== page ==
OLENA OBSERVATIONS: On Sabbath afternoon at the regular preaching hour, 3 pm, Rev. O'Hara , Supt. Of the Central Illinois conference, will preach in the Olena church. This service will be followed by the sacramental service. All are most cordially invited to come and enjoy these services; feel assured it will well be worth while to listen to this exceptionally fine speaker and get his message. Mr. Clas. Carlson and wife, Mrs. Anna Johnson and Mrs. J. Lant attended the quarter conference held in Gladstone and report the finances of both congregations to be fairly good. The ladies of the Gladstone church served a very appetizing dinner in the basement at the noon hour. Rev. O'Hara then gave one of his masterly sermons on the signs of the times he taking a very optimistic view of the Master's work.
Harvey Lant was taking an enforced vacation on account of being a LA Grippe (the flu) sufferer. Mr. and Mrs. John Peterson and daughter, Miss Lois, have been numbered with the sick and Miss Thelma took a few days off as teacher in the East school to help care for them. Miss Helen Lant substituted for her. Mr. Martin Jacobs, who has been quite a sufferer with rheumatism, is able to be out again. Mrs. Jesse Hicks is again numbered with the sick. Miss Nellie Johnson has been quite indisposed the last several days with LA Grippe. The community was greatly shocked and saddended by the tragic ending of the life of Mrs. Taley and daughter of Burlington. Mrs. Taley, as Miss Dehague, spent most of her young life in the drainage district at the old homestead and was highly respected.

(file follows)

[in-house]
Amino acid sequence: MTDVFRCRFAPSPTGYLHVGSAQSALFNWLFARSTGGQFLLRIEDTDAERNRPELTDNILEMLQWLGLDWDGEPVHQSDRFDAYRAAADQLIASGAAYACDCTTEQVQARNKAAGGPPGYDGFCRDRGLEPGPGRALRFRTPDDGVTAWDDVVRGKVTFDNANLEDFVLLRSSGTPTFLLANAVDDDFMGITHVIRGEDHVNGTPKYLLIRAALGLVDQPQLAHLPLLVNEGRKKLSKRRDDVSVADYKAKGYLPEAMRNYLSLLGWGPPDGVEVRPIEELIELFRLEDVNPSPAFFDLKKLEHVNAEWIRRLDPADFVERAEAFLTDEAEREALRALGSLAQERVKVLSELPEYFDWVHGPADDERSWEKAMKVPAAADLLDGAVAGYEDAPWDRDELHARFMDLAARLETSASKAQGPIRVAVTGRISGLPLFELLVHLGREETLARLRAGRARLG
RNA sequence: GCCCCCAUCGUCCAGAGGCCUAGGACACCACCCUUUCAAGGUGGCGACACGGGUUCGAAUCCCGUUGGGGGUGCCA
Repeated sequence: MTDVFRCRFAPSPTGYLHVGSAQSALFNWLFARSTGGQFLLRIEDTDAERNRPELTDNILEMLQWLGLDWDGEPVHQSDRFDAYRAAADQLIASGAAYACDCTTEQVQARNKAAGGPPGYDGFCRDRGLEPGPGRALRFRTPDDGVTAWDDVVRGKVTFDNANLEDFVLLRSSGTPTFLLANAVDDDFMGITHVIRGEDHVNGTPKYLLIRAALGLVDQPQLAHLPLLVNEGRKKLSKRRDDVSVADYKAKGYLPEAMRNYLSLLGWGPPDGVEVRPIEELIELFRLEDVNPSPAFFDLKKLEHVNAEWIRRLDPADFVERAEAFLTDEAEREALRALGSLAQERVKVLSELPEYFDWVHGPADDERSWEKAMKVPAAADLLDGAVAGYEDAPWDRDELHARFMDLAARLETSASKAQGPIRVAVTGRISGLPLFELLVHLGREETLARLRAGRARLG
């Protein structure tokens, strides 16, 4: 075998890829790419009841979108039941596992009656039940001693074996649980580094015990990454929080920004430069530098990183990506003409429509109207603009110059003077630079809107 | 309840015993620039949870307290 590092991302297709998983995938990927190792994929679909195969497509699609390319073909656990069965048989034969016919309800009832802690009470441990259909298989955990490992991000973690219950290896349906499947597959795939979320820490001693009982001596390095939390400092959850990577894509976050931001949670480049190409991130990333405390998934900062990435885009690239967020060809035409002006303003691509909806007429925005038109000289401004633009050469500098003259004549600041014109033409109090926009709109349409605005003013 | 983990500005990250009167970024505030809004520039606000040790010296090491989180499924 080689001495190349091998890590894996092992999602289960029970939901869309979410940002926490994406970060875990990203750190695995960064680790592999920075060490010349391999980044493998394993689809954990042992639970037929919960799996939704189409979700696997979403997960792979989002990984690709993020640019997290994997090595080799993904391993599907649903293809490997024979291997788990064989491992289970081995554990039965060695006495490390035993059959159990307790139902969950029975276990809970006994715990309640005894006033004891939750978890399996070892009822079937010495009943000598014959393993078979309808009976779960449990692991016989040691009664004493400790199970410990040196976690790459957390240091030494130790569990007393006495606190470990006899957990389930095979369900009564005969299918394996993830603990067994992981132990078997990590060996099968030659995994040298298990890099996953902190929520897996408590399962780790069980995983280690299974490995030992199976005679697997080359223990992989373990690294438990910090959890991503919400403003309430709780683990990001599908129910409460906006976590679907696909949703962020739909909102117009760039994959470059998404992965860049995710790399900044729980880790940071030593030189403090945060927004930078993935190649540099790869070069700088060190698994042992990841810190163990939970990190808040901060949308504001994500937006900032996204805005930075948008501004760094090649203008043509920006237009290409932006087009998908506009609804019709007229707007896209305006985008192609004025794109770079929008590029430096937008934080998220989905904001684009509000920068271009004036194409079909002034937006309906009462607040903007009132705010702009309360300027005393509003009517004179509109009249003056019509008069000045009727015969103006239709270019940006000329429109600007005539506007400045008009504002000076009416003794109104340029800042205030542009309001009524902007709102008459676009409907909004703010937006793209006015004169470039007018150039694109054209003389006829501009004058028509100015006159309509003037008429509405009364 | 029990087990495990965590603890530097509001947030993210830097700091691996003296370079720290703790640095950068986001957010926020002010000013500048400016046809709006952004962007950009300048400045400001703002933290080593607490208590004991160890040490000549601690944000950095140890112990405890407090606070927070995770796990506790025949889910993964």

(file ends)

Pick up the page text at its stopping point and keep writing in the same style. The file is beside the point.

Mr. Chalmer Perdue and children spent a few recent days with the lady's parents, Mr. and Mrs. Hunt of Raritan. Mrs. Perdue has been kept quite busy this spring weaving some very attractive rugs. Miss Marie Rankin of near Stronghurst spent a few days with her friend, Miss Esther Johnson and took the opportunity to visit Miss Esther's school in Hopper.
Mr. Warren Johnson of Olena purchased a lot of Mr. Chalmer Perdue that Chalmer had previous bought of Mrs. George Deitrick. Mr. Perdue and Mr. Rickels have had a little controversy over a one-half block of land which both claims, but Mr. Perdue and wife, taking their deed to the county seat for investigation, are said to be the rightful owners, but for seven years they had no use of it. Sometimes, it's worthwhile to examine deeds. John Lant has been asked by Miss Shear, teacher of the Olena school, to write a historical paper on the early settlement of the village. Relatives have received word from Wilbur Davis, who is in the U.S. Navy, stating the Atlantic and Pacific fleets had met at Valejo, Calif. and would be starting soon for an eight-month cruise, their objective point being Australia, where elaborate preparations are being made for their reception. Wilbur is aboard ship U.S. Bridge The combine fleets number187 vessels with sailors galore,